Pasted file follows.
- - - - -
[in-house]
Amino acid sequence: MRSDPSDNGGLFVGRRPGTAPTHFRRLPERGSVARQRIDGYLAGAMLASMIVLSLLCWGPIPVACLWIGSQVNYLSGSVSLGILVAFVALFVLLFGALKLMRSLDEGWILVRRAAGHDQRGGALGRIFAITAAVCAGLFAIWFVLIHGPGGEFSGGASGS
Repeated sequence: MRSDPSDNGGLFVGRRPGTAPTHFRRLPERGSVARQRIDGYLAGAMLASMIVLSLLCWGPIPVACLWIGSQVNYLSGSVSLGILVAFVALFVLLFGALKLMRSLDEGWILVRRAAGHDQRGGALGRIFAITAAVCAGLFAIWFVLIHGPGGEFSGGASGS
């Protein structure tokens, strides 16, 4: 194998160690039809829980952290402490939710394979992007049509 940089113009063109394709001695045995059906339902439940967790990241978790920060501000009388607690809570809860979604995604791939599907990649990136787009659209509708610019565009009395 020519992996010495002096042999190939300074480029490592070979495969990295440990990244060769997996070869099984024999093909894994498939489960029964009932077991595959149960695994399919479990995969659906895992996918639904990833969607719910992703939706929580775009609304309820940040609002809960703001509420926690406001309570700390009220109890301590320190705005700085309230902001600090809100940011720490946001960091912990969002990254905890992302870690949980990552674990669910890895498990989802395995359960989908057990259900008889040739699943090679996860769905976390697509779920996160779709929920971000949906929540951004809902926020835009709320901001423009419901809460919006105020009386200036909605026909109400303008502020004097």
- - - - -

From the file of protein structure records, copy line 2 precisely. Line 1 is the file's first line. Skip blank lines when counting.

Amino acid sequence: MRSDPSDNGGLFVGRRPGTAPTHFRRLPERGSVARQRIDGYLAGAMLASMIVLSLLCWGPIPVACLWIGSQVNYLSGSVSLGILVAFVALFVLLFGALKLMRSLDEGWILVRRAAGHDQRGGALGRIFAITAAVCAGLFAIWFVLIHGPGGEFSGGASGS